Green Thursdays: Getting ready to react to Fukushima
From New York Times:
Reacting to Japan’s Fukushima disaster, the nuclear industry is preparing to present regulators with a streamlined package of voluntary safety improvements that it says could be put into effect quickly — although they would not be certified as formal nuclear standards regarding specific threats.
On Friday, representatives of the Nuclear Energy Institute, the industry’s policy group, plan to meet with the Nuclear Regulatory Commission to propose improvements in the industry’s “flexible mitigation capability” for a variety of hazards. Those might be earthquakes or flooding — although probably not from a tsunami, as was the case at Fukushima Daiichi in March — or some other hazard peculiar to the plant’s location, like a sandstorm.
The improvements would build on the ones instituted after the attacks of Sept. 11, 2001, when the industry brought in portable generators, water pumps, hoses and batteries that could be useful in keeping water flowing to a reactor or a spent fuel pool in an emergency.
After the Fukushima accident, the Nuclear Regulatory Commission ordered the plants to inspect that gear, and some found various problems, including equipment stored in places where it would be safe from a 9/11-style aircraft attack but might be vulnerable to a flood.
In a telephone call with reporters, Adrian Heymer, the executive director of strategic programs at the Nuclear Energy Institute, said the industry would propose twin sets of emergency equipment, to be located at opposite sides of the plant, and steps like installing new plumbing connections so that emergency pumps could introduce water into existing pipes. The industry will also suggest forming regional support centers where additional equipment would be available to serve multiple plants, he said.
The industry’s proposal is essentially an emergency tool kit for an unknown emergency. But Mr. Heymer said that adopting it would take less time than trying to predict the likelihood of an emergency. In fact, he said, all of this equipment would be for accidents that are “beyond design basis,” or outside the envelope of conditions for which a plant was designed.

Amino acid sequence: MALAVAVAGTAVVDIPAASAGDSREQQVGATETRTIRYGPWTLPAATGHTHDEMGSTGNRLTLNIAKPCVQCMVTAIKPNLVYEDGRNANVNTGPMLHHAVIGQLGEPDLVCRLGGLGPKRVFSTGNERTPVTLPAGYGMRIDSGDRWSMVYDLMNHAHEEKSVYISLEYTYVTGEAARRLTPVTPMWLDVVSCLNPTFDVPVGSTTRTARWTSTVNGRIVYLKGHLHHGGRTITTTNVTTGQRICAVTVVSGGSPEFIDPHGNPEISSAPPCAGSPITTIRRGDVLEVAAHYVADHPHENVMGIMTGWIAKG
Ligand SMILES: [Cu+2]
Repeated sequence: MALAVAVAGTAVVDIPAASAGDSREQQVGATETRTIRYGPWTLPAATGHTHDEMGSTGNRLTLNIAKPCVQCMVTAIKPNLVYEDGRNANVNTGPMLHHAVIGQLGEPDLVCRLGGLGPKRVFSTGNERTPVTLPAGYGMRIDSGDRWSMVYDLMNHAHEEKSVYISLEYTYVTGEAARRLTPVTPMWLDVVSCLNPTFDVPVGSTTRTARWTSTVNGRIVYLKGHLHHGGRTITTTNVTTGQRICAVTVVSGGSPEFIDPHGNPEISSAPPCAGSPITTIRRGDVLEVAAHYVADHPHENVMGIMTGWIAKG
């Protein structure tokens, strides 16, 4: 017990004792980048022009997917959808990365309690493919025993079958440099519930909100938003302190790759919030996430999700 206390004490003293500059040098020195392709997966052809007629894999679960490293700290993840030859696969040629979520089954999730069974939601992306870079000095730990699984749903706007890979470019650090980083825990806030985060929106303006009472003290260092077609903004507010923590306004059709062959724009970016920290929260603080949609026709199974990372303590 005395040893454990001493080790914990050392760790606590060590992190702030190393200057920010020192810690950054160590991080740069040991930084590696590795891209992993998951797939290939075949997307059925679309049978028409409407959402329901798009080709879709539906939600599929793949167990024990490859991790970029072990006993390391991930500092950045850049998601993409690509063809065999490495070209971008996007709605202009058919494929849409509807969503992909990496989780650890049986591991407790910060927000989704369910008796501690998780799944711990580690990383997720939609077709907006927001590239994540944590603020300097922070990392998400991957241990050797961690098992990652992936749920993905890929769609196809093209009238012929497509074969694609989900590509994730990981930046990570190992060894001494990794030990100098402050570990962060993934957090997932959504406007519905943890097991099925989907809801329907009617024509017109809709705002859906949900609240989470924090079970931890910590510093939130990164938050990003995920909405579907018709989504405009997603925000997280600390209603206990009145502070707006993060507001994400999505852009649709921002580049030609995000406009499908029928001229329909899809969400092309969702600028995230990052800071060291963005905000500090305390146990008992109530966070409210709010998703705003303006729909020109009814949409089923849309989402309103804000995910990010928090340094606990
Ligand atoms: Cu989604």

A clear problem at Fukushima, he said, was that the tsunami was bigger than what the plant was designed for. If the operators had taken an approach based on specific hazards, he said, “instead of having a meter high barrier, they might have had a 10-meter high barrier,” although the actual tsunami was 14 to 15 meters high. The institute’s approach would be to take some general precautions rather than depend on the commission’s regular approach of determining probability before deciding what steps are needed.
At Fukushima, he said, the operators responded as best they could to the tsunami, but “they were really almost doing it on the fly.”
The new equipment proposed would be under a regular maintenance schedule, he said, but it would not carry the same kinds of certification as equipment designed for the plant itself, he said. That is one detail that is likely to invite scrutiny.
While some will point out that no amount of preparation can guarantee safety, Mr. Heymer is looking for a different kind of guarantee, that the industry will “get credit” with the regulators for meeting recommendations presented in a task force report last summer.
The advantage, he said, is that it could all be done relatively soon, although some of the improvements, like changes to piping, must wait until regularly scheduled refueling shutdowns.